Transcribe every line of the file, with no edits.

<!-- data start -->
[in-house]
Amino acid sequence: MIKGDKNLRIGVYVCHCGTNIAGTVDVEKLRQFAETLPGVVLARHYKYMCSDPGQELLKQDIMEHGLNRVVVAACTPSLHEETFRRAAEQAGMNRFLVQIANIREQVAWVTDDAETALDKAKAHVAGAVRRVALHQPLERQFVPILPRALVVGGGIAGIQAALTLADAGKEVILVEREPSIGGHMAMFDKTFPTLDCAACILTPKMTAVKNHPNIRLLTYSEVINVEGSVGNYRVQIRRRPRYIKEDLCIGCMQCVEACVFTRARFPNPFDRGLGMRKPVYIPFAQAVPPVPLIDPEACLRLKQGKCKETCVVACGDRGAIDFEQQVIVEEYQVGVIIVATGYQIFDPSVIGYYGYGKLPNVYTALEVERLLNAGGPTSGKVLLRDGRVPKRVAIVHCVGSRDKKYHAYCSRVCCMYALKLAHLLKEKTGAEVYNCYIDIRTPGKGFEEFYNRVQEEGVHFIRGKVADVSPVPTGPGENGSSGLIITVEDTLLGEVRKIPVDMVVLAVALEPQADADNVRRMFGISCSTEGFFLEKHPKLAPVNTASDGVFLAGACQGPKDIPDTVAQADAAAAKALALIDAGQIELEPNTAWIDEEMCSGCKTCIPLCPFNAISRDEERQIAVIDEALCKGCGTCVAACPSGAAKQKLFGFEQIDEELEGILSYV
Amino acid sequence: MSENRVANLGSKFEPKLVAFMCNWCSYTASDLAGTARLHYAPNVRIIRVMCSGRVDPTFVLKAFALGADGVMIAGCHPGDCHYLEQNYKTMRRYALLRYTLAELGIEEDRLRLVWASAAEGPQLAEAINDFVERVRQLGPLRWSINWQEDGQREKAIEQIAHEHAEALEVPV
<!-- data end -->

[in-house]
Amino acid sequence: MIKGDKNLRIGVYVCHCGTNIAGTVDVEKLRQFAETLPGVVLARHYKYMCSDPGQELLKQDIMEHGLNRVVVAACTPSLHEETFRRAAEQAGMNRFLVQIANIREQVAWVTDDAETALDKAKAHVAGAVRRVALHQPLERQFVPILPRALVVGGGIAGIQAALTLADAGKEVILVEREPSIGGHMAMFDKTFPTLDCAACILTPKMTAVKNHPNIRLLTYSEVINVEGSVGNYRVQIRRRPRYIKEDLCIGCMQCVEACVFTRARFPNPFDRGLGMRKPVYIPFAQAVPPVPLIDPEACLRLKQGKCKETCVVACGDRGAIDFEQQVIVEEYQVGVIIVATGYQIFDPSVIGYYGYGKLPNVYTALEVERLLNAGGPTSGKVLLRDGRVPKRVAIVHCVGSRDKKYHAYCSRVCCMYALKLAHLLKEKTGAEVYNCYIDIRTPGKGFEEFYNRVQEEGVHFIRGKVADVSPVPTGPGENGSSGLIITVEDTLLGEVRKIPVDMVVLAVALEPQADADNVRRMFGISCSTEGFFLEKHPKLAPVNTASDGVFLAGACQGPKDIPDTVAQADAAAAKALALIDAGQIELEPNTAWIDEEMCSGCKTCIPLCPFNAISRDEERQIAVIDEALCKGCGTCVAACPSGAAKQKLFGFEQIDEELEGILSYV
Amino acid sequence: MSENRVANLGSKFEPKLVAFMCNWCSYTASDLAGTARLHYAPNVRIIRVMCSGRVDPTFVLKAFALGADGVMIAGCHPGDCHYLEQNYKTMRRYALLRYTLAELGIEEDRLRLVWASAAEGPQLAEAINDFVERVRQLGPLRWSINWQEDGQREKAIEQIAHEHAEALEVPV